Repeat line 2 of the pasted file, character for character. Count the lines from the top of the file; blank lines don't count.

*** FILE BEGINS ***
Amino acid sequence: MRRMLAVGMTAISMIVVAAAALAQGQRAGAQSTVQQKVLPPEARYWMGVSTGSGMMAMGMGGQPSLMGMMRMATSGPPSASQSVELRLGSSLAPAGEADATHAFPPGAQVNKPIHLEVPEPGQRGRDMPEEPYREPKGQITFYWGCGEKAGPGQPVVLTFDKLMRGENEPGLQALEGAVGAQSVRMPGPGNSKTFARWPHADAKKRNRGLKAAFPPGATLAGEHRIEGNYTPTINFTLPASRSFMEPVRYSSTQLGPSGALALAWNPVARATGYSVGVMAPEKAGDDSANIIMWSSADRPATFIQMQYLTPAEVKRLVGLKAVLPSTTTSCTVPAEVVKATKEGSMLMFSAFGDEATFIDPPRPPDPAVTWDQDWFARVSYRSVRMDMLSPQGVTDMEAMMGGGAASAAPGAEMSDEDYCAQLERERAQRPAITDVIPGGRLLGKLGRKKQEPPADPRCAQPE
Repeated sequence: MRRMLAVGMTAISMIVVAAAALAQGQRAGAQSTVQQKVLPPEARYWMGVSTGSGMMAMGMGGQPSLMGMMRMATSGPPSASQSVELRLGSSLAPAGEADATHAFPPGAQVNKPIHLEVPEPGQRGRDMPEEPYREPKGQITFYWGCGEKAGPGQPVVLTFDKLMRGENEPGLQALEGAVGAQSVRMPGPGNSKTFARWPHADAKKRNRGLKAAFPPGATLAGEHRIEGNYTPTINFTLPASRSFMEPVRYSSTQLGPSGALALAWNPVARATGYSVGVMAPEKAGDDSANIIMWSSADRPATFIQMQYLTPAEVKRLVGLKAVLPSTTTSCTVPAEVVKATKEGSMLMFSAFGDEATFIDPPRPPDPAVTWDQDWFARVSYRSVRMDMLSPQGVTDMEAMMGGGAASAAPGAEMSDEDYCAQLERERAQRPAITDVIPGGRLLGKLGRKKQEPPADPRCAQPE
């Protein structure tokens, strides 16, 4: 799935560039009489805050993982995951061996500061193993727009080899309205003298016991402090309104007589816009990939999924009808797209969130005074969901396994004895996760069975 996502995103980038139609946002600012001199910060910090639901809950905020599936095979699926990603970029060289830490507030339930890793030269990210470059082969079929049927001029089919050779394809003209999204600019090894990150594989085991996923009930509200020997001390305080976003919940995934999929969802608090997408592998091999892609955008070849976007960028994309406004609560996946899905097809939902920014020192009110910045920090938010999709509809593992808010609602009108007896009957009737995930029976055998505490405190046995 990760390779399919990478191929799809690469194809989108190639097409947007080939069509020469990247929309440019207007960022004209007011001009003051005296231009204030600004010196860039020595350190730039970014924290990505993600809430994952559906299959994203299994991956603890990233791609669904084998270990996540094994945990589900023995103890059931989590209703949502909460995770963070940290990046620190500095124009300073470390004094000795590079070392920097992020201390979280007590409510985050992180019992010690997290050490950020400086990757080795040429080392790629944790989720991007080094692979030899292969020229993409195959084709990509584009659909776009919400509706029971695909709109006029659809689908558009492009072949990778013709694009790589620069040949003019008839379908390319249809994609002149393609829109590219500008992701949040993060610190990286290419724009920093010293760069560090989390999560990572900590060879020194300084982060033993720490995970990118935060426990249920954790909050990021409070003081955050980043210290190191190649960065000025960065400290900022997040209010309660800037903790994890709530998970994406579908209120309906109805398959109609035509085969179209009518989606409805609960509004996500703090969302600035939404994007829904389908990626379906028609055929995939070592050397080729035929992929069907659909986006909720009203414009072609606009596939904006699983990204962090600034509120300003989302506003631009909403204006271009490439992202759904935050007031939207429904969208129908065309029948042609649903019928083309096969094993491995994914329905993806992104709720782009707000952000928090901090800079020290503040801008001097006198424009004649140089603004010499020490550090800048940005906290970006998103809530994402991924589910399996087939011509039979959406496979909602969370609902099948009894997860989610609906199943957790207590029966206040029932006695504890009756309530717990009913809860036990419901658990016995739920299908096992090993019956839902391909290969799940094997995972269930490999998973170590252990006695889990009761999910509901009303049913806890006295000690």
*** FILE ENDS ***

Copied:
Repeated sequence: MRRMLAVGMTAISMIVVAAAALAQGQRAGAQSTVQQKVLPPEARYWMGVSTGSGMMAMGMGGQPSLMGMMRMATSGPPSASQSVELRLGSSLAPAGEADATHAFPPGAQVNKPIHLEVPEPGQRGRDMPEEPYREPKGQITFYWGCGEKAGPGQPVVLTFDKLMRGENEPGLQALEGAVGAQSVRMPGPGNSKTFARWPHADAKKRNRGLKAAFPPGATLAGEHRIEGNYTPTINFTLPASRSFMEPVRYSSTQLGPSGALALAWNPVARATGYSVGVMAPEKAGDDSANIIMWSSADRPATFIQMQYLTPAEVKRLVGLKAVLPSTTTSCTVPAEVVKATKEGSMLMFSAFGDEATFIDPPRPPDPAVTWDQDWFARVSYRSVRMDMLSPQGVTDMEAMMGGGAASAAPGAEMSDEDYCAQLERERAQRPAITDVIPGGRLLGKLGRKKQEPPADPRCAQPE